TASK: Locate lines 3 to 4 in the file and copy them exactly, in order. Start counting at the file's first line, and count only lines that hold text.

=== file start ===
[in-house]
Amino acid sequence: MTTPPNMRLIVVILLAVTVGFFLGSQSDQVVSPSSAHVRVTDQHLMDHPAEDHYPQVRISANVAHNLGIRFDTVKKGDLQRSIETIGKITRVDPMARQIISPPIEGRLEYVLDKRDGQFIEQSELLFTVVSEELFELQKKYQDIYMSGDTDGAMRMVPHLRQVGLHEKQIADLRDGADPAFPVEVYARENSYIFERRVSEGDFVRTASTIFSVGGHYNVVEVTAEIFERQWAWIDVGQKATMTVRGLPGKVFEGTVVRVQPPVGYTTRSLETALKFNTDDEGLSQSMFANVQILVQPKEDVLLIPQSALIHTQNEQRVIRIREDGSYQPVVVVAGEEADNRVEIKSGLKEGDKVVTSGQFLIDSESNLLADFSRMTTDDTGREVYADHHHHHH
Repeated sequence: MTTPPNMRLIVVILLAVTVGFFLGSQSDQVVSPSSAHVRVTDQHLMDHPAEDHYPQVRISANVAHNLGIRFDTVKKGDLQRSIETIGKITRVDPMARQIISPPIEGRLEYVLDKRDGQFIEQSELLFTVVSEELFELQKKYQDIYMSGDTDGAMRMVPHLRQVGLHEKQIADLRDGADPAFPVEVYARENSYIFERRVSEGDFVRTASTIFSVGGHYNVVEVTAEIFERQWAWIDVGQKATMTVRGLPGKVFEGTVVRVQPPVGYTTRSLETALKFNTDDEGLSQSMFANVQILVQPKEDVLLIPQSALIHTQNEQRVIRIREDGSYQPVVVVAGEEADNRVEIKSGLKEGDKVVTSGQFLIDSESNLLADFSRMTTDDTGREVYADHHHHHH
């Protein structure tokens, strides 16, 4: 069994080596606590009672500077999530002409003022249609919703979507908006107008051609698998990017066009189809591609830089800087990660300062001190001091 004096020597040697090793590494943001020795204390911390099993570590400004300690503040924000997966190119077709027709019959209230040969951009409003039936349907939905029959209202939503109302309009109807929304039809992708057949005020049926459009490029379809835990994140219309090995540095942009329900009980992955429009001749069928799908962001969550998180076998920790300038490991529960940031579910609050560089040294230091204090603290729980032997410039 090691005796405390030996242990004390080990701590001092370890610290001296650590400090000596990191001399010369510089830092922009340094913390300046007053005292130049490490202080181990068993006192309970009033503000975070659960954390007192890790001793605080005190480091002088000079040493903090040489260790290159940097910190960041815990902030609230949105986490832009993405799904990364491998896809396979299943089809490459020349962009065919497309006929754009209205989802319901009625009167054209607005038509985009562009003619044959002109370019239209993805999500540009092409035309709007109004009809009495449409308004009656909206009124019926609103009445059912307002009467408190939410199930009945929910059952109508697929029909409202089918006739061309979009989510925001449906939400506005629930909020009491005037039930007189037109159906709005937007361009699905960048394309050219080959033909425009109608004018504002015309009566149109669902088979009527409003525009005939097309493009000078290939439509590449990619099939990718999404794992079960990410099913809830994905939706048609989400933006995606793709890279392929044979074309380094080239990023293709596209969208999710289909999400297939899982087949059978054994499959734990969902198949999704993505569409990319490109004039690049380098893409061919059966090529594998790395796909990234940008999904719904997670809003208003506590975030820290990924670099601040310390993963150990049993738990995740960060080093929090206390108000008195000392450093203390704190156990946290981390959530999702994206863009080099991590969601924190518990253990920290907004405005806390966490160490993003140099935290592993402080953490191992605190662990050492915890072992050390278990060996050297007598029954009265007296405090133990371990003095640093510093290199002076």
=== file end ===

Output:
Repeated sequence: MTTPPNMRLIVVILLAVTVGFFLGSQSDQVVSPSSAHVRVTDQHLMDHPAEDHYPQVRISANVAHNLGIRFDTVKKGDLQRSIETIGKITRVDPMARQIISPPIEGRLEYVLDKRDGQFIEQSELLFTVVSEELFELQKKYQDIYMSGDTDGAMRMVPHLRQVGLHEKQIADLRDGADPAFPVEVYARENSYIFERRVSEGDFVRTASTIFSVGGHYNVVEVTAEIFERQWAWIDVGQKATMTVRGLPGKVFEGTVVRVQPPVGYTTRSLETALKFNTDDEGLSQSMFANVQILVQPKEDVLLIPQSALIHTQNEQRVIRIREDGSYQPVVVVAGEEADNRVEIKSGLKEGDKVVTSGQFLIDSESNLLADFSRMTTDDTGREVYADHHHHHH
């Protein structure tokens, strides 16, 4: 069994080596606590009672500077999530002409003022249609919703979507908006107008051609698998990017066009189809591609830089800087990660300062001190001091 004096020597040697090793590494943001020795204390911390099993570590400004300690503040924000997966190119077709027709019959209230040969951009409003039936349907939905029959209202939503109302309009109807929304039809992708057949005020049926459009490029379809835990994140219309090995540095942009329900009980992955429009001749069928799908962001969550998180076998920790300038490991529960940031579910609050560089040294230091204090603290729980032997410039 090691005796405390030996242990004390080990701590001092370890610290001296650590400090000596990191001399010369510089830092922009340094913390300046007053005292130049490490202080181990068993006192309970009033503000975070659960954390007192890790001793605080005190480091002088000079040493903090040489260790290159940097910190960041815990902030609230949105986490832009993405799904990364491998896809396979299943089809490459020349962009065919497309006929754009209205989802319901009625009167054209607005038509985009562009003619044959002109370019239209993805999500540009092409035309709007109004009809009495449409308004009656909206009124019926609103009445059912307002009467408190939410199930009945929910059952109508697929029909409202089918006739061309979009989510925001449906939400506005629930909020009491005037039930007189037109159906709005937007361009699905960048394309050219080959033909425009109608004018504002015309009566149109669902088979009527409003525009005939097309493009000078290939439509590449990619099939990718999404794992079960990410099913809830994905939706048609989400933006995606793709890279392929044979074309380094080239990023293709596209969208999710289909999400297939899982087949059978054994499959734990969902198949999704993505569409990319490109004039690049380098893409061919059966090529594998790395796909990234940008999904719904997670809003208003506590975030820290990924670099601040310390993963150990049993738990995740960060080093929090206390108000008195000392450093203390704190156990946290981390959530999702994206863009080099991590969601924190518990253990920290907004405005806390966490160490993003140099935290592993402080953490191992605190662990050492915890072992050390278990060996050297007598029954009265007296405090133990371990003095640093510093290199002076």